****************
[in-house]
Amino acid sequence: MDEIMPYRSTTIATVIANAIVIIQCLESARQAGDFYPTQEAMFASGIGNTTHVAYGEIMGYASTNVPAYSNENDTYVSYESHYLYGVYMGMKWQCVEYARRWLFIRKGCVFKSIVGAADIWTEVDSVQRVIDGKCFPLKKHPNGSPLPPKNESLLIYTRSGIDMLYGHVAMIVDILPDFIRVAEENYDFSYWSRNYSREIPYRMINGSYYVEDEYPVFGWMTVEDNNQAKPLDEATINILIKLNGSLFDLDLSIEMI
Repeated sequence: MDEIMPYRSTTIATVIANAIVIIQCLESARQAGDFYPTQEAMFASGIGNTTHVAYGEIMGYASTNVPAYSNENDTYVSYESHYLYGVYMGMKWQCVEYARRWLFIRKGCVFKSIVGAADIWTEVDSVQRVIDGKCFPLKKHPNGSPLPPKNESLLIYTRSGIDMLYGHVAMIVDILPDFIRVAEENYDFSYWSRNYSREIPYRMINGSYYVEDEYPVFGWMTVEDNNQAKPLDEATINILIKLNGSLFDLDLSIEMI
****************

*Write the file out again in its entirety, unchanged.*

[in-house]
Amino acid sequence: MDEIMPYRSTTIATVIANAIVIIQCLESARQAGDFYPTQEAMFASGIGNTTHVAYGEIMGYASTNVPAYSNENDTYVSYESHYLYGVYMGMKWQCVEYARRWLFIRKGCVFKSIVGAADIWTEVDSVQRVIDGKCFPLKKHPNGSPLPPKNESLLIYTRSGIDMLYGHVAMIVDILPDFIRVAEENYDFSYWSRNYSREIPYRMINGSYYVEDEYPVFGWMTVEDNNQAKPLDEATINILIKLNGSLFDLDLSIEMI
Repeated sequence: MDEIMPYRSTTIATVIANAIVIIQCLESARQAGDFYPTQEAMFASGIGNTTHVAYGEIMGYASTNVPAYSNENDTYVSYESHYLYGVYMGMKWQCVEYARRWLFIRKGCVFKSIVGAADIWTEVDSVQRVIDGKCFPLKKHPNGSPLPPKNESLLIYTRSGIDMLYGHVAMIVDILPDFIRVAEENYDFSYWSRNYSREIPYRMINGSYYVEDEYPVFGWMTVEDNNQAKPLDEATINILIKLNGSLFDLDLSIEMI